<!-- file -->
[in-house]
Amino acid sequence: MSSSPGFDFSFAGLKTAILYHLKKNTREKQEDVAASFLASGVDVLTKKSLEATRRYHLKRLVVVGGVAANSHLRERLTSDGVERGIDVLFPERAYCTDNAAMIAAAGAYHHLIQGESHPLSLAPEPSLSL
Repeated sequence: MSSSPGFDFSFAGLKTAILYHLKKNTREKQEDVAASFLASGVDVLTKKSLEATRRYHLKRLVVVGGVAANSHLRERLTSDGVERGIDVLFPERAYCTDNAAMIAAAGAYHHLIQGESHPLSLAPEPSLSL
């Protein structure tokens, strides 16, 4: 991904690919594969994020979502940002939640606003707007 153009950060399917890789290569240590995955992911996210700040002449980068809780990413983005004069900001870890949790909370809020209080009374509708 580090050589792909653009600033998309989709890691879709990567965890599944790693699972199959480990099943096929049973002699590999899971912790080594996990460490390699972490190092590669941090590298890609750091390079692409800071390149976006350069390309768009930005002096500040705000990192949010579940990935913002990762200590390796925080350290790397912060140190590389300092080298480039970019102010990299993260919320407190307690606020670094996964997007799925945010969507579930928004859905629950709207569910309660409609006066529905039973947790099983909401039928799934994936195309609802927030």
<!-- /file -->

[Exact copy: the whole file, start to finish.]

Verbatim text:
[in-house]
Amino acid sequence: MSSSPGFDFSFAGLKTAILYHLKKNTREKQEDVAASFLASGVDVLTKKSLEATRRYHLKRLVVVGGVAANSHLRERLTSDGVERGIDVLFPERAYCTDNAAMIAAAGAYHHLIQGESHPLSLAPEPSLSL
Repeated sequence: MSSSPGFDFSFAGLKTAILYHLKKNTREKQEDVAASFLASGVDVLTKKSLEATRRYHLKRLVVVGGVAANSHLRERLTSDGVERGIDVLFPERAYCTDNAAMIAAAGAYHHLIQGESHPLSLAPEPSLSL
């Protein structure tokens, strides 16, 4: 991904690919594969994020979502940002939640606003707007 153009950060399917890789290569240590995955992911996210700040002449980068809780990413983005004069900001870890949790909370809020209080009374509708 580090050589792909653009600033998309989709890691879709990567965890599944790693699972199959480990099943096929049973002699590999899971912790080594996990460490390699972490190092590669941090590298890609750091390079692409800071390149976006350069390309768009930005002096500040705000990192949010579940990935913002990762200590390796925080350290790397912060140190590389300092080298480039970019102010990299993260919320407190307690606020670094996964997007799925945010969507579930928004859905629950709207569910309660409609006066529905039973947790099983909401039928799934994936195309609802927030």